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Tips for Stopping Internal Theft Before It Starts

Tips for stopping internal theft before it starts image

What would you do if you found out that someone – a committee head/member, a board member, a crafty chapter member – was stealing from your chapter?

“That would never happen in our chapter,” you think to yourself. “Our members are all honest, trustworthy individuals.” Unfortunately, sometimes it’s those people you don’t think will steal from you who are the very ones you need to worry about.

How dangerous is internal theft?

When someone in your chapter steals money and/or property from your chapter, that theft includes things like:

  • Computers and blank checks
  • Checks from members and guests
  • Cash from events
  • Improperly signed checks or signature cards
  • Payments to fictitious vendors

 

Internal theft is much more common than you may think, as validated by these statistics from SheerID, an organization focused on identity verification.

  • Amount stolen annually from U.S. businesses by employees – $50 billion
  • Percent of annual revenues lost to theft or fraud – 7%
  • Percent of employees who have stolen at least once from their employer – 75%
  • Percent of employees who have stolen at least twice from their employer – 37.5%
  • Percent of all business bankruptcies caused by employee theft – 33%
  • Percent of theft by employees who had ideas stolen at work – 29%
  • Average time fraud occurs before detected – 2 years

 

Could your chapter survive this type of loss, financially and reputationally?

Decreasing your risk of internal theft

 Once you learn someone is stealing from your chapter, it’s too late. But there are steps you can take to reduce the risk of that happening:

  • Have policies and procedures everyone is aware of. Document how to handle those things you’d hate to lose, like cash, checks, computers, etc. No one, including your president or treasurer for example, should be allowed to take your checkbook home, and no blank, signed checks should be kept for when signers aren’t available. Communicate your policies in your meetings, on your website, and in your communications, and remind everyone of the downsides of not following them, including punishment for those who break these rules.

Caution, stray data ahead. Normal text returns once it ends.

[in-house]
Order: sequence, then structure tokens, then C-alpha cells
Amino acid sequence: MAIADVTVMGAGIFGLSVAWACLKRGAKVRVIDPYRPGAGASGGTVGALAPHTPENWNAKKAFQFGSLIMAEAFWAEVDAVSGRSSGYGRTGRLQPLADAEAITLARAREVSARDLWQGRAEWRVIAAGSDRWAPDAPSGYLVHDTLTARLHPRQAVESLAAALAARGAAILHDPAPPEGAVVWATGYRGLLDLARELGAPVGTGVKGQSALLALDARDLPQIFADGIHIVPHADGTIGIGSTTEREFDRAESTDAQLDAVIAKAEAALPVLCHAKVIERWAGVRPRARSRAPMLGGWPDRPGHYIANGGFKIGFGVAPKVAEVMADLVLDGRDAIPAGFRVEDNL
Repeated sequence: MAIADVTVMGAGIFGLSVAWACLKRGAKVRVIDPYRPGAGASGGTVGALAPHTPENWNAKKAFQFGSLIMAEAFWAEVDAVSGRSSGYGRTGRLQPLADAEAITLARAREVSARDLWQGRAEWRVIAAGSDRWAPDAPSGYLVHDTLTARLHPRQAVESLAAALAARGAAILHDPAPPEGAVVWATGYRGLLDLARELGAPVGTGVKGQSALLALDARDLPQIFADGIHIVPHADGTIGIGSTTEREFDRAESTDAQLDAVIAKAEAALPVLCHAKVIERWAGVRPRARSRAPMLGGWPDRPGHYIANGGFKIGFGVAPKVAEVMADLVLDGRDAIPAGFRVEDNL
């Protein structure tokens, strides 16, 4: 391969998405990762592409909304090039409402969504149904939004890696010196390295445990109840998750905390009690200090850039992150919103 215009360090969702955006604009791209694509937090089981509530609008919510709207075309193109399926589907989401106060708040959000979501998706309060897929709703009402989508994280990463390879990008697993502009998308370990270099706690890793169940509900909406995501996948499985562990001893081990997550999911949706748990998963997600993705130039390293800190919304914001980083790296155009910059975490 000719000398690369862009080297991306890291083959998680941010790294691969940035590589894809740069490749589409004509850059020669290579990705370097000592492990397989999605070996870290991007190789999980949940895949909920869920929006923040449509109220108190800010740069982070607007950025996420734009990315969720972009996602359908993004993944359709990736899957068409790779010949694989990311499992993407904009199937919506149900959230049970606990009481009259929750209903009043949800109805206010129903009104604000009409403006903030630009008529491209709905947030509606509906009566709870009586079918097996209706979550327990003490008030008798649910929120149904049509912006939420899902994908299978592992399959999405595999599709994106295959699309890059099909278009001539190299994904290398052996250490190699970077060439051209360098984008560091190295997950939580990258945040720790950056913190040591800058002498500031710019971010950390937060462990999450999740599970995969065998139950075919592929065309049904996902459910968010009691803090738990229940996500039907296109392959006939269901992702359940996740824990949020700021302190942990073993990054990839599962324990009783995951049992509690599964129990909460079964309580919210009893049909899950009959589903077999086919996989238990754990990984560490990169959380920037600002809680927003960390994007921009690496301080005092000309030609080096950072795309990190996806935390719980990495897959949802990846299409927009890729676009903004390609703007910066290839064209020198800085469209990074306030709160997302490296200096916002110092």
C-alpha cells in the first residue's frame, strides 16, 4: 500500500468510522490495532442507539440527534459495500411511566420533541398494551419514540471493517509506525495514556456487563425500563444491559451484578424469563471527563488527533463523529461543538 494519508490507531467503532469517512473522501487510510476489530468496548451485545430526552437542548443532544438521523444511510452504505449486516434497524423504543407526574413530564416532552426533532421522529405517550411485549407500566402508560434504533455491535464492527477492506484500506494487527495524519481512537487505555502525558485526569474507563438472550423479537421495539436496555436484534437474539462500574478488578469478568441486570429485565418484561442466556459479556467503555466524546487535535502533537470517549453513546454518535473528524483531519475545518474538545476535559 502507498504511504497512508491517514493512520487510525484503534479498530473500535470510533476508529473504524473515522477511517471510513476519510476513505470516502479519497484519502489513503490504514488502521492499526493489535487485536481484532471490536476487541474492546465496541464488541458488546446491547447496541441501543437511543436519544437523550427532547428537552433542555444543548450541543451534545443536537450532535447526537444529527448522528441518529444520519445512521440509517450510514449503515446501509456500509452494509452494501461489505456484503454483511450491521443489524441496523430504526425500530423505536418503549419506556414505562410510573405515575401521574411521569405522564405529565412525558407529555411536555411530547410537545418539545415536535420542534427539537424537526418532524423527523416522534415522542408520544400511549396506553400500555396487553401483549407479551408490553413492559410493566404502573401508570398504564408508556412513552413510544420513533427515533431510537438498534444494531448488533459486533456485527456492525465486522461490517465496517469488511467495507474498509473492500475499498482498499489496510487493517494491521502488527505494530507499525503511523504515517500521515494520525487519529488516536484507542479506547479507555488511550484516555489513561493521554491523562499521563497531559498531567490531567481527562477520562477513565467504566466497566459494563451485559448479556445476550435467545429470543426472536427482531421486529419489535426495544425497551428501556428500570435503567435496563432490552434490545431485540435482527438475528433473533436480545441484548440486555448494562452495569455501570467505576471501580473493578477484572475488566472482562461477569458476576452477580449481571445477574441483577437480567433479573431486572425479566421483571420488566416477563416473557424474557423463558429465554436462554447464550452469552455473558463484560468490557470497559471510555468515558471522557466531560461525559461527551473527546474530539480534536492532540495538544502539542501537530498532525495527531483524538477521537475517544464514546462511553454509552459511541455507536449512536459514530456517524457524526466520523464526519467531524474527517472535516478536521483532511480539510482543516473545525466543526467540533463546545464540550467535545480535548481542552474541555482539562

• Define responsibilities. If your chapter doesn’t document the responsibilities of its board, committees, members, etc., you’re not alone. This gap is common in chapter organizations, but that doesn’t mean it’s good practice. Without definition and documentation (and the visibility we just talked about), boards hear things like, “I thought Sarah or Joe was going to check that invoice.” Define responsibilities for all steps of a process, like invoice management. Who creates your invoices, checks them, and approves them to be paid?
  • Have a system of checks and balances. Related tasks, like those in our invoice example, should be handled by different people, as should certain tasks, like counting money and depositing checks. Have one person verify the amounts another person has counted or have two people count money together. Most importantly? Understand your board members’ (and committee members) responsibilities, so you won’t hear that a committee chair has stolen cash from an event, because you didn’t know that this person was responsible for holding the cash (and kept the checks in his pockets as they came in); counting the money; and depositing it.
  • Lock it up. This includes both hardware and software. AV equipment, computers, cameras, swag, checkbooks, and checks you’re waiting to deposit should be locked away when they’re not in use. And, extend that lock to your software programs by password-protecting them.
  • Manage your money well. Make sure your chapter’s financial management is overseen by the right Is that an accountant or a bookkeeper? It depends on your exact needs. And, have structures that ensure your funds are where they’re supposed to be. This includes reconciling your bank statements monthly and appointing someone other than a check-signer as your reconciler.

 

Is everyone in your chapter – board members, committee members, chapter members –  doing all they can to prevent internal theft? Without a few controls, your chances for internal theft grow exponentially, as does the risk of those you trust becoming those you shouldn’t have.


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